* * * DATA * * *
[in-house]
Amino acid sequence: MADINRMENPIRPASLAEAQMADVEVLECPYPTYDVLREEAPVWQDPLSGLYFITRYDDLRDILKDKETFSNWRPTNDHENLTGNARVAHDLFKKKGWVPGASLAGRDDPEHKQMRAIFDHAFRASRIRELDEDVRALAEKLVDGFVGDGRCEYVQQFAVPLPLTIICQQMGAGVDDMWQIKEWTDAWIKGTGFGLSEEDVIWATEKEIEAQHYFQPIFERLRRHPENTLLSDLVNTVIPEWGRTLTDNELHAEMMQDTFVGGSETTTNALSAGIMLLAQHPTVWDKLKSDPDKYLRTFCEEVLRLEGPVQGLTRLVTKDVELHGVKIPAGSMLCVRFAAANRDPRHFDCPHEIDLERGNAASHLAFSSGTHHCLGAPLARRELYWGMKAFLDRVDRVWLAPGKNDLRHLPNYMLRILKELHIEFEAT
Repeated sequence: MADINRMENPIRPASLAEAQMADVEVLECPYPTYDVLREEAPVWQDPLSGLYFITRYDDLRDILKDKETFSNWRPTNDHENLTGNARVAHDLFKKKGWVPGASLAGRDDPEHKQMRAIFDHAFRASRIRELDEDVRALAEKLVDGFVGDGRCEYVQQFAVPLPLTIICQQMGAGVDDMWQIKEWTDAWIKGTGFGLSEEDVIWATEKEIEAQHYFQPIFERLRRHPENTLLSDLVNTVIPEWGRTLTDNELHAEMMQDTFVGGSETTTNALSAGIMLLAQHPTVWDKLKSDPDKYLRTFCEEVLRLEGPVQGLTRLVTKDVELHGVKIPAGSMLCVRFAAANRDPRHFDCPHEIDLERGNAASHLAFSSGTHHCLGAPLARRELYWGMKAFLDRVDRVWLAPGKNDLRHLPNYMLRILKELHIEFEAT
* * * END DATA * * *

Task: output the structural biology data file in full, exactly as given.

[in-house]
Amino acid sequence: MADINRMENPIRPASLAEAQMADVEVLECPYPTYDVLREEAPVWQDPLSGLYFITRYDDLRDILKDKETFSNWRPTNDHENLTGNARVAHDLFKKKGWVPGASLAGRDDPEHKQMRAIFDHAFRASRIRELDEDVRALAEKLVDGFVGDGRCEYVQQFAVPLPLTIICQQMGAGVDDMWQIKEWTDAWIKGTGFGLSEEDVIWATEKEIEAQHYFQPIFERLRRHPENTLLSDLVNTVIPEWGRTLTDNELHAEMMQDTFVGGSETTTNALSAGIMLLAQHPTVWDKLKSDPDKYLRTFCEEVLRLEGPVQGLTRLVTKDVELHGVKIPAGSMLCVRFAAANRDPRHFDCPHEIDLERGNAASHLAFSSGTHHCLGAPLARRELYWGMKAFLDRVDRVWLAPGKNDLRHLPNYMLRILKELHIEFEAT
Repeated sequence: MADINRMENPIRPASLAEAQMADVEVLECPYPTYDVLREEAPVWQDPLSGLYFITRYDDLRDILKDKETFSNWRPTNDHENLTGNARVAHDLFKKKGWVPGASLAGRDDPEHKQMRAIFDHAFRASRIRELDEDVRALAEKLVDGFVGDGRCEYVQQFAVPLPLTIICQQMGAGVDDMWQIKEWTDAWIKGTGFGLSEEDVIWATEKEIEAQHYFQPIFERLRRHPENTLLSDLVNTVIPEWGRTLTDNELHAEMMQDTFVGGSETTTNALSAGIMLLAQHPTVWDKLKSDPDKYLRTFCEEVLRLEGPVQGLTRLVTKDVELHGVKIPAGSMLCVRFAAANRDPRHFDCPHEIDLERGNAASHLAFSSGTHHCLGAPLARRELYWGMKAFLDRVDRVWLAPGKNDLRHLPNYMLRILKELHIEFEAT